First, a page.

As for the other legendary stars, Bela Lugosi looks frail and is at the end of his life (he died the year the film was made and released). As the mute servant, he doesn’t have any dialog and doesn’t do much else but open and shut doors, perform some sign language, shrug his shoulders and make an exasperated face in reaction to the bad weather. Many have commented how Lugosi was wasted in this film, but Lugosi as part of an ensemble cast is better than no Lugosi at all. Also having no dialog, Chaney plays a former doctor, now a messy-haired hulking menace named Mungo who spends most of his screen time trying to strangle his daughter (Patricia Blair, CAGE OF EVIL). Chaney still looks quite menacing in a 1950s era, “Indestructible Man” sort of way. John Carradine shows up during the last third as one of the dungeon dementos, a long-haired bearded nut screaming a lot of gibberish. It’s fun to see him causing a housekeeper to be set on fire and clubbing poor Chaney with his crutch. Tor Johnson (THE BEAST OF YUCCA FLATS) is also present, resembling his familiar “Lobo” character and looking massively threatening with his albino pupils. Johnson was not hyped in the film’s advertising as one of big horror icons, probably since his efforts for Ed Wood had not yet become cult fodder, and it would be some years before he received accolades in monster mags and such. The other creatures are made up of a sailor (George Sawaya, THE DEVIL’S RAIN) with a sagging face and cranium scars, and a cat-like woman (Sally Yarnell) with half a bald head and clumps of hair all over.
Previously released by MGM as a manufactured-on-demand DVD as part of its Limited Edition Collection, Kino Lorber Studio Classics has now licensed the film for this new Blu-ray, mastered from a recent HD transfer. The 1080p black & white image is very impressive; it’s crisp (especially in its close-ups on facial features), natural and film-like, with fine grain structure. Black levels are solid, with no evidence of compression or other digital artifacts, and the grey scale is well maintained, with nice density. Some print source blemishes are evident, but they’re fleeting and non-distractive. For the first time on home video, the film has been presented in its original 1.85:1 aspect ratio, so the compositions look far better and far more cinematic than the boxy, open matte transfers we’ve been subjected to in the past. The English DTS-HD Master Audio 2.0 mono track is clear as a bell, with no noticeable hiss or distortion. No subtitle options are included on the disc.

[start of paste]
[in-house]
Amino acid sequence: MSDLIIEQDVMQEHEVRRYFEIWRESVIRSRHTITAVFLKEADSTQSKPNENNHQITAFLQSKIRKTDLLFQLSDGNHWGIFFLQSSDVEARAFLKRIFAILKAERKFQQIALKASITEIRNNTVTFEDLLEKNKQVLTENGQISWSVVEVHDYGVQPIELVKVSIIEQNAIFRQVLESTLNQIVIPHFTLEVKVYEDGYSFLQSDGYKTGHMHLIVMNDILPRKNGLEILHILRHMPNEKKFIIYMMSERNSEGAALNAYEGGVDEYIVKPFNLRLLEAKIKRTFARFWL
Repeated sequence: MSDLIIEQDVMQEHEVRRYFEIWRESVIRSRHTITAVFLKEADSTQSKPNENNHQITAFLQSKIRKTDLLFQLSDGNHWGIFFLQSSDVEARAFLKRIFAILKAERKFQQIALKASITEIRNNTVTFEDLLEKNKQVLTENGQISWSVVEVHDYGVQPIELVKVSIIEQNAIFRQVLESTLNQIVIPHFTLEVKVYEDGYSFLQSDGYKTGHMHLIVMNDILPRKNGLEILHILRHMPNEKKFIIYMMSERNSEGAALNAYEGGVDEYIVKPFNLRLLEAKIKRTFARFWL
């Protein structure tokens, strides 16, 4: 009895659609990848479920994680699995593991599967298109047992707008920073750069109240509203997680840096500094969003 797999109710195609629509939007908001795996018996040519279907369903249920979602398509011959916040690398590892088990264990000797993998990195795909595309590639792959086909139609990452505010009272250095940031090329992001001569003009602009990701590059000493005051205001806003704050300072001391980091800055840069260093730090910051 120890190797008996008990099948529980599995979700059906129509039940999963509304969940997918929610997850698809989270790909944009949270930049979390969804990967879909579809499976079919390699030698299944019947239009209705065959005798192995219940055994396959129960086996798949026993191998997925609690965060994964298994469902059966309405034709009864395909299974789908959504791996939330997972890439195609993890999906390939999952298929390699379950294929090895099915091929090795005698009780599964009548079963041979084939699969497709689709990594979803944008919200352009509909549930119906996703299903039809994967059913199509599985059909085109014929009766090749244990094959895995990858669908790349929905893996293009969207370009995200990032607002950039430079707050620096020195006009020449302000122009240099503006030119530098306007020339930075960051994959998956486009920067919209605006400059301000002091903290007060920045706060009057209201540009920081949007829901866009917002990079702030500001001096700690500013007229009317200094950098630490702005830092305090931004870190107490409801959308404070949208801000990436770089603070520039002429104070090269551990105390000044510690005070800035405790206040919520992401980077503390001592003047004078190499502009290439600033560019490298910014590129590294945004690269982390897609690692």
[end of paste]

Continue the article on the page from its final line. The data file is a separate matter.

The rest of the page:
An audio commentary is included with film historian Tom Weaver who begins by stating that THE BLACK SLEEP is to horror as what IT’S A MAD, MAD, MAD, MAD WORLD is to comedy. Having encountered many who were involved in this film over the years (all who have now passed away), including producer Howard W. Koch, executive producer Aubrey Schenck, assistant director Paul Wurtzel, stars Herbert Rudley, Patricia Blake (he only talked to her briefly, as she was impossible to get a hold of and passed away before he could nail down an interview) and Louanna Gardner, Weaver was the perfect choice to do the talk. He covers a lot here, including that it was shot at American National (the former PRC Studios) at a time when Hollywood wasn’t making these kinds of horror films; he describes the differences between an early draft of the script and the final movie; he shares on-the-set tidbits about Lugosi (Tor Johnson carried him to the set each day) and the other cast members; he tells how the film was ahead of its time even though it harkens back to 1940s mad scientist films; he describes how censors were concerned about the surgery scene (especially in the UK); and tells a tragic anecdote about a boy with a heart condition who died while watching the film’s co-feature, THE CREEPING UNKNOWN on the original theatrical run. Soundtrack expert David Schecter is heard on the commentary for about 17 minutes, discussing the film’s composer Les Baxter and the possibility that didn’t do the score for this film (he was rumored to have used ghost writers for some of his earlier work), something he describes here in great detail. A “Trailers From Hell” segment is narrated by Joe Dante (over the “Dr. Cadman’s re-release trailer) and the original trailer (presented here full frame) never shows the film’s title during its duration. Rounding out the extras are an animated still gallery (featuring some nice production photos) and trailers for DONOVAN’S BRAIN and THE MAGNETIC MONSTER. (George R. Reis)